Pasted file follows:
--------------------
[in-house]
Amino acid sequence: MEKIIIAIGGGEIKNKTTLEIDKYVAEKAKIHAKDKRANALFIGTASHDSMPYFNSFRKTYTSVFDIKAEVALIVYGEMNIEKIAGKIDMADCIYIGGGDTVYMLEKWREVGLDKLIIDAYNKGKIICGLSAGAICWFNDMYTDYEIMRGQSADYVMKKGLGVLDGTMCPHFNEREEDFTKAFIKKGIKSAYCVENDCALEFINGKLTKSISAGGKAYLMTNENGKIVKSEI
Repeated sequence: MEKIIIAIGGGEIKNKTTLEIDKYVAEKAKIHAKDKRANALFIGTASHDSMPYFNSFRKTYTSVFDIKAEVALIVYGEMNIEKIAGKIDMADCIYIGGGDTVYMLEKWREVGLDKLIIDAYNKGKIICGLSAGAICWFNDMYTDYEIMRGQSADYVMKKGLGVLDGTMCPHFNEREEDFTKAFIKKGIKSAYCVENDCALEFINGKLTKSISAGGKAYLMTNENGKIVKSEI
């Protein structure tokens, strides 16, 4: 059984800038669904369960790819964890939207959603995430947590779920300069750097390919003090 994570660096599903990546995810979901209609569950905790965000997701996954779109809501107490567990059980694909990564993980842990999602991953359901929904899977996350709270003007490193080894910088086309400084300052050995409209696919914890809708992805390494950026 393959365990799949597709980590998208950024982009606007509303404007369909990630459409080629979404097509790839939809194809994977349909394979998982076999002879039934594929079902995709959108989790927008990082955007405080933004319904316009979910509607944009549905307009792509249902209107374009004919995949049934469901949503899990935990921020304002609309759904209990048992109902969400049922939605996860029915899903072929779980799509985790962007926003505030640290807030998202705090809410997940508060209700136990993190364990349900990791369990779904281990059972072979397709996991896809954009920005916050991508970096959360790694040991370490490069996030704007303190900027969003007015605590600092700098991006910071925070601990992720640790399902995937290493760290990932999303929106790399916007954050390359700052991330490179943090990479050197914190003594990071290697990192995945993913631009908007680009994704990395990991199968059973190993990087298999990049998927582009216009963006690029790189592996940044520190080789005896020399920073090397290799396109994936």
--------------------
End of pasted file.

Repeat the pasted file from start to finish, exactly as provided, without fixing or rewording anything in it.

[in-house]
Amino acid sequence: MEKIIIAIGGGEIKNKTTLEIDKYVAEKAKIHAKDKRANALFIGTASHDSMPYFNSFRKTYTSVFDIKAEVALIVYGEMNIEKIAGKIDMADCIYIGGGDTVYMLEKWREVGLDKLIIDAYNKGKIICGLSAGAICWFNDMYTDYEIMRGQSADYVMKKGLGVLDGTMCPHFNEREEDFTKAFIKKGIKSAYCVENDCALEFINGKLTKSISAGGKAYLMTNENGKIVKSEI
Repeated sequence: MEKIIIAIGGGEIKNKTTLEIDKYVAEKAKIHAKDKRANALFIGTASHDSMPYFNSFRKTYTSVFDIKAEVALIVYGEMNIEKIAGKIDMADCIYIGGGDTVYMLEKWREVGLDKLIIDAYNKGKIICGLSAGAICWFNDMYTDYEIMRGQSADYVMKKGLGVLDGTMCPHFNEREEDFTKAFIKKGIKSAYCVENDCALEFINGKLTKSISAGGKAYLMTNENGKIVKSEI
């Protein structure tokens, strides 16, 4: 059984800038669904369960790819964890939207959603995430947590779920300069750097390919003090 994570660096599903990546995810979901209609569950905790965000997701996954779109809501107490567990059980694909990564993980842990999602991953359901929904899977996350709270003007490193080894910088086309400084300052050995409209696919914890809708992805390494950026 393959365990799949597709980590998208950024982009606007509303404007369909990630459409080629979404097509790839939809194809994977349909394979998982076999002879039934594929079902995709959108989790927008990082955007405080933004319904316009979910509607944009549905307009792509249902209107374009004919995949049934469901949503899990935990921020304002609309759904209990048992109902969400049922939605996860029915899903072929779980799509985790962007926003505030640290807030998202705090809410997940508060209700136990993190364990349900990791369990779904281990059972072979397709996991896809954009920005916050991508970096959360790694040991370490490069996030704007303190900027969003007015605590600092700098991006910071925070601990992720640790399902995937290493760290990932999303929106790399916007954050390359700052991330490179943090990479050197914190003594990071290697990192995945993913631009908007680009994704990395990991199968059973190993990087298999990049998927582009216009963006690029790189592996940044520190080789005896020399920073090397290799396109994936």